Back on the upper deck “the coolies and their children were all about now; they also knew that all the bad weather had passed, and got quite fat and sleek. We had only two more deaths to report, and two births, so now as to the number of souls we are equal, as when we left Calcutta. Dr. Chapman was quite happy, too, as he saw ahead of him a prosperous report and a corresponding number of guineas.”

With each coin carrying an average weight of about 8.3 grams then worth just over a British pound, the doctor’s guinea payment would be valued around £138 000 today according to current gold prices.

Surgeons-superintendents like Dr. Chapman must have made at least five prior voyages in the trade. Usually helped by assistants versed in the main “Hindustani” languages, the “Sheila” had on board, Indian doctors Gug Mahon and his junior Essen Mitter. Responsible for inspecting each immigrant before boarding, the surgeon-superintendent was required to check for diseases and physical fitness, and to sign a related medical certificate of good health, though much bypassing of the vetting process ensued to fulfill quotas and meet plantation labour demand.

“He had an amusing habit, at which I could not help smiling. Of course in dealing direct with the coolies, you have to acquire rather more than a smattering of the native vernacular; the doctor, whenever he spoke in the native language, would nearly always repeat what he said in English, thus: ‘nichy-jow’- go below; ‘tuum-jeb-deda’ – show me your tongue; ‘jeldi-carow’- make haste; ‘suh-a- carow’ – stop a bit – and so on,” Angel recalled. The landed “coolies” were sent to the depot at the outlying Five Islands, “with Dr. Chapman, the two native doctors, and Mr. (Samuel) Hearn, my third officer, who was detailed from the first to be entirely at the command of the doctor. We had to send to the islands provisions – lanterns, candles, medical stores, etc., for seven days,” while the passengers remained in quarantine.

“We paid a farewell visit to the depot at Five Islands, and saw the debarkation of several batches of immigrants to their future homes on the plantations. They all again salaamed the ‘Burrah Sahib’ and his ‘Mem Sahib,’ and if allowed would go on their knees with their foreheads to the ground. Poor souls, an utterly different world was about to open to them. I again scanned their faces, after my experience on their leaving the ship; no, I could not call to recollection the features of one half of them,”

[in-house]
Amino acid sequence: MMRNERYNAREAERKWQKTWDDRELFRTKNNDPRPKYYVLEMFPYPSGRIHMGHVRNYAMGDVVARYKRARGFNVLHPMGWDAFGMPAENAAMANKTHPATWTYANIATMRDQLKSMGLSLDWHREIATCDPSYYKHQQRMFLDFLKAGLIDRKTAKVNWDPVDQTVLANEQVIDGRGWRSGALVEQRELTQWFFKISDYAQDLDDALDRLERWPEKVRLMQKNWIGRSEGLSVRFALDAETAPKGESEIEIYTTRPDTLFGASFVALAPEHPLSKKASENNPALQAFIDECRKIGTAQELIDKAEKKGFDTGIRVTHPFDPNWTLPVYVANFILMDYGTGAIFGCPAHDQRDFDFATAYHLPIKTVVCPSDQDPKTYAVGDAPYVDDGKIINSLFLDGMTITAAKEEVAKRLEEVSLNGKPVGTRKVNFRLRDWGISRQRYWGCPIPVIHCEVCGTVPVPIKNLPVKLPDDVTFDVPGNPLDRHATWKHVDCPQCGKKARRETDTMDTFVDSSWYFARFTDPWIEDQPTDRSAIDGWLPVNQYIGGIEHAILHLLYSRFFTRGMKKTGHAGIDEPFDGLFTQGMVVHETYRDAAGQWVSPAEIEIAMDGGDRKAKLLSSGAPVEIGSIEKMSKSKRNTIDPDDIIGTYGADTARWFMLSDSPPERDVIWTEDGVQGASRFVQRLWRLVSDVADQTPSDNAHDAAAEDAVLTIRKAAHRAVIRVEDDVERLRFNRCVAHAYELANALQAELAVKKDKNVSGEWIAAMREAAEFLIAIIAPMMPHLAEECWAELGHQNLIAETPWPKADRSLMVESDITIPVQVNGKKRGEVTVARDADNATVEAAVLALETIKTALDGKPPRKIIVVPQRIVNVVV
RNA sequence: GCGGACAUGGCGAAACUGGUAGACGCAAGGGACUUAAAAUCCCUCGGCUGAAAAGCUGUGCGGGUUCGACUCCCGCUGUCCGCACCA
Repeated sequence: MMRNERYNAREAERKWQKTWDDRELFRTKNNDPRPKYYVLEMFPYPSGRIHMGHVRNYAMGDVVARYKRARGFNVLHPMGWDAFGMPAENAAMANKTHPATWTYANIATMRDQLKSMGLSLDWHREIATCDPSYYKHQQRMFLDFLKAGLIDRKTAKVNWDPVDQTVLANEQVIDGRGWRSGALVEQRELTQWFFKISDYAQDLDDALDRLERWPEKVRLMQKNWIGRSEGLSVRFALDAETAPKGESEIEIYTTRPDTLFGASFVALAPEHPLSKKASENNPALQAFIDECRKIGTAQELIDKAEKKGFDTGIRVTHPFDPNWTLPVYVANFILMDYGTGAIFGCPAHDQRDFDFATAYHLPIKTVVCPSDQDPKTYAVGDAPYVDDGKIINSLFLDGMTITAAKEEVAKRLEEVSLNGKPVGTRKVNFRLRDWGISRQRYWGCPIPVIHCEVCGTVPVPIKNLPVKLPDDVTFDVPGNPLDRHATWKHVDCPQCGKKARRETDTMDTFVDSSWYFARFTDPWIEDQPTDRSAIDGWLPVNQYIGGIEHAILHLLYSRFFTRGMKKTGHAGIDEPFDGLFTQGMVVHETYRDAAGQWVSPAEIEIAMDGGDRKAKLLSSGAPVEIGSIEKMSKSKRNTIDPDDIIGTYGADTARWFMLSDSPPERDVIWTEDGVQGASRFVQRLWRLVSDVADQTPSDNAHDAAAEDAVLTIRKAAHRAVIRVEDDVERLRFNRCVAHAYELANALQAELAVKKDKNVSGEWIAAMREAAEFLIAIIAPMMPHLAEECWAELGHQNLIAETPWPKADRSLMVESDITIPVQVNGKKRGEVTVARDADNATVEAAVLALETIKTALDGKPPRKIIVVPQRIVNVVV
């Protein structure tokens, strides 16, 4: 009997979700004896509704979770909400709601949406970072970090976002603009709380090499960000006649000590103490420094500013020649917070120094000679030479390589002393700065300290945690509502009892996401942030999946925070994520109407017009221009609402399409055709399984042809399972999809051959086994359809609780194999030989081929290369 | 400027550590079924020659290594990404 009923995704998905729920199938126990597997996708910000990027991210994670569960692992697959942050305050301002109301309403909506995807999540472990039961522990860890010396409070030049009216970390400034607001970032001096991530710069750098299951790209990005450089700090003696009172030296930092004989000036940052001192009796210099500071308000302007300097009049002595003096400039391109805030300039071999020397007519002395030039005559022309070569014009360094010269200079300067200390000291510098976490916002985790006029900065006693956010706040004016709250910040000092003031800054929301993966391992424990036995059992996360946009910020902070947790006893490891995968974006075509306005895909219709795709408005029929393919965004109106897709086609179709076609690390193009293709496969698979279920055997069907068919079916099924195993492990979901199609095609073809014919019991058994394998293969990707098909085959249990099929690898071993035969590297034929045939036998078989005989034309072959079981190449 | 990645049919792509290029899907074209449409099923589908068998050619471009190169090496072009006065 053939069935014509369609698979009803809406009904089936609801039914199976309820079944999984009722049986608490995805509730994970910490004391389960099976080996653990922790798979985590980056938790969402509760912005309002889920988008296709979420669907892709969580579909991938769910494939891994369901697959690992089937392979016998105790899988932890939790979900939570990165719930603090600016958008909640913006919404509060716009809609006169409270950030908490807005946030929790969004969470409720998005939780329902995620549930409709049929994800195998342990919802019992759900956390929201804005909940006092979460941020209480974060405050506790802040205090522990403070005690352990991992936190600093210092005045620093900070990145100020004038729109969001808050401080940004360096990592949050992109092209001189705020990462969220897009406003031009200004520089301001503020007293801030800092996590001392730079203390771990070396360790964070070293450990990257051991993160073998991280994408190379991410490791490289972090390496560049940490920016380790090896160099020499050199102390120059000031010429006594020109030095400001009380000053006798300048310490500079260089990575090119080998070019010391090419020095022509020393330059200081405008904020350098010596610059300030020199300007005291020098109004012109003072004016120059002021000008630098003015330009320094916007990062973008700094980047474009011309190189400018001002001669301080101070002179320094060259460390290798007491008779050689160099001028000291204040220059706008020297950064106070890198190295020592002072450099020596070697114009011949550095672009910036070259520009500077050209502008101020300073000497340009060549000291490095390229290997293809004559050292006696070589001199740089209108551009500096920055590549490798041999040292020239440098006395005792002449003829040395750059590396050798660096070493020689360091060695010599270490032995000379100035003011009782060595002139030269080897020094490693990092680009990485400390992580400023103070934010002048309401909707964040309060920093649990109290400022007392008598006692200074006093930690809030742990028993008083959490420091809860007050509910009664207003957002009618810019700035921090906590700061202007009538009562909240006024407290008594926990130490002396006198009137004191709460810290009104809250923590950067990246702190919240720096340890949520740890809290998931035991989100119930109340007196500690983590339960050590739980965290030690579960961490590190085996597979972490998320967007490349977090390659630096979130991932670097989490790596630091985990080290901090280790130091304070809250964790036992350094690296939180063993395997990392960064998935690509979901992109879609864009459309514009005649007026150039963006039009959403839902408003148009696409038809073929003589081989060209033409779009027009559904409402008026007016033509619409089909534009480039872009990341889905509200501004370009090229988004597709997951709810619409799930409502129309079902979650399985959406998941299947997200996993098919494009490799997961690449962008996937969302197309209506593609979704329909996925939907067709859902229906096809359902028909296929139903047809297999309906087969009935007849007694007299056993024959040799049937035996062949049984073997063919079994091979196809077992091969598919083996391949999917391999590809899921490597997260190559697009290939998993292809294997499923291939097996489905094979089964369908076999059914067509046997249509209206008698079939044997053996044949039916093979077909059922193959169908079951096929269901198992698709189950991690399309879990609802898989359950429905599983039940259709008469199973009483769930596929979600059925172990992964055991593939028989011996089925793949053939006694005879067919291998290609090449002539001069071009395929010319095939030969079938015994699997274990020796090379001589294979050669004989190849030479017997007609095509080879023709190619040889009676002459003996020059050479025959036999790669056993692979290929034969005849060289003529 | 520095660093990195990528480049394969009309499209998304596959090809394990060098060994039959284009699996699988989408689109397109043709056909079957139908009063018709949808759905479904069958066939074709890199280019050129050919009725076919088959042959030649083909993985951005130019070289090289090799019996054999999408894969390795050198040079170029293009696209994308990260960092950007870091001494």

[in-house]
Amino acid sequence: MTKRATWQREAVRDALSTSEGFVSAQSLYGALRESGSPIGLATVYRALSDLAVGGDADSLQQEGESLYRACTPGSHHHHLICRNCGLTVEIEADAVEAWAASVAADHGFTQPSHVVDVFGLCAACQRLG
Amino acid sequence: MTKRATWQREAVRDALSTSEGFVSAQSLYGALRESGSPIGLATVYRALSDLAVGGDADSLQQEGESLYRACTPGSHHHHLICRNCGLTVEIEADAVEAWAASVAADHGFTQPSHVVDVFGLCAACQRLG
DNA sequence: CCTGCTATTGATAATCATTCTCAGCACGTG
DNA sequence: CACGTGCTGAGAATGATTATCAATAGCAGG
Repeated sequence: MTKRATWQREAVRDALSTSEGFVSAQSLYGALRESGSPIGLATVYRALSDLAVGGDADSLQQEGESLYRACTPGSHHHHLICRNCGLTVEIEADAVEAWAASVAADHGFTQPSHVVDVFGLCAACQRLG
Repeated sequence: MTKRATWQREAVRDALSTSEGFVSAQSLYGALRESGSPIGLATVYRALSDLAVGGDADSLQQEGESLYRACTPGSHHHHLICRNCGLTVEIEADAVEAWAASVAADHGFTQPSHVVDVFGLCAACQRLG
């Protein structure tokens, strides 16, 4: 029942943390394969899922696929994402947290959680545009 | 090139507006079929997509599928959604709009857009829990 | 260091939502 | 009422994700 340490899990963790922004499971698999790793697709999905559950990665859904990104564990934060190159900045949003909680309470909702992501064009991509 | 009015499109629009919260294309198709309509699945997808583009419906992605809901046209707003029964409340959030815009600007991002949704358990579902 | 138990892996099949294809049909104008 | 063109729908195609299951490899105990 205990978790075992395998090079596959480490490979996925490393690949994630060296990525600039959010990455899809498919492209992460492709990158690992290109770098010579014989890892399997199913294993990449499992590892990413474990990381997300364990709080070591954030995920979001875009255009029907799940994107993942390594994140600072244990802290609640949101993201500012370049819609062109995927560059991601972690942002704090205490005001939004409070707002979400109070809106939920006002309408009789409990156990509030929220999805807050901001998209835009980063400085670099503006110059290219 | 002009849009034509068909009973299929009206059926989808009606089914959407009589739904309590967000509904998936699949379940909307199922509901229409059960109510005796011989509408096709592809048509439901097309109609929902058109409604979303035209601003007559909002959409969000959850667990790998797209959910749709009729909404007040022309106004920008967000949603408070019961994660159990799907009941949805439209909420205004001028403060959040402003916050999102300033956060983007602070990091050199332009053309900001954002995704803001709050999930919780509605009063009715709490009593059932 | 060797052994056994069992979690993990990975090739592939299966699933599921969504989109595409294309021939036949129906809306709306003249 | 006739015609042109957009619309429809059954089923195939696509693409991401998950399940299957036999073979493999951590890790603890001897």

Besides his hoard of gold guineas, Dr. Chapman also enjoyed a first-class passage provided by mail steamer from Britain to Calcutta, and on the completion of his Caribbean assignment, return travel to England.

On their last day on shore in Port-of-Spain, Captain Angel and his group “went to the races,” at the Queen’s Park Savannah, “a great local and West Indian event” showing “real sport, with splendid race horses, some being brought from the other islands, and Guiana, as this island (Trinidad) is chosen as the general racing rendezvous.” He confessed ship racing was more his forte “but I enjoyed the excitement” and “the evident enjoyment of the well-dressed crowd in attendance. Everybody was present from the Governor and his suite, with their ladies, and in gradations all the principal inhabitants of the island and visitors downwards; all resplendent – and the ladies’ dresses!”

Angel disclosed, “Our party made up a sweepstake for a goodly sum. They allowed my wife to choose her horse, and she chose the one with the prettiest name – ‘Village Belle’ supposed by the knowing ones to be a rank outsider. There was great excitement within our party on the grand stand, and amazement amongst the others, when the youngest son of our host kept shouting excitedly: ‘Village Belle, Village Belle! Mrs. Angel’s Village Belle leads -Village Belle wins — hurrah!’ It was the Derby of the races, and the mare was bred and owned by a Coolie (who had long ago concluded his contract on the estates), and who was seated on the grand stand not far from the Governor of the crown colony.”

ID is surprised that guineas cited in luxury fees is still quoted in the pricing and sale of fine horses at auction. Several famous equine races bear names like the 1000 Guineas Stakes, a prestigious British event open to three-year-old fillies.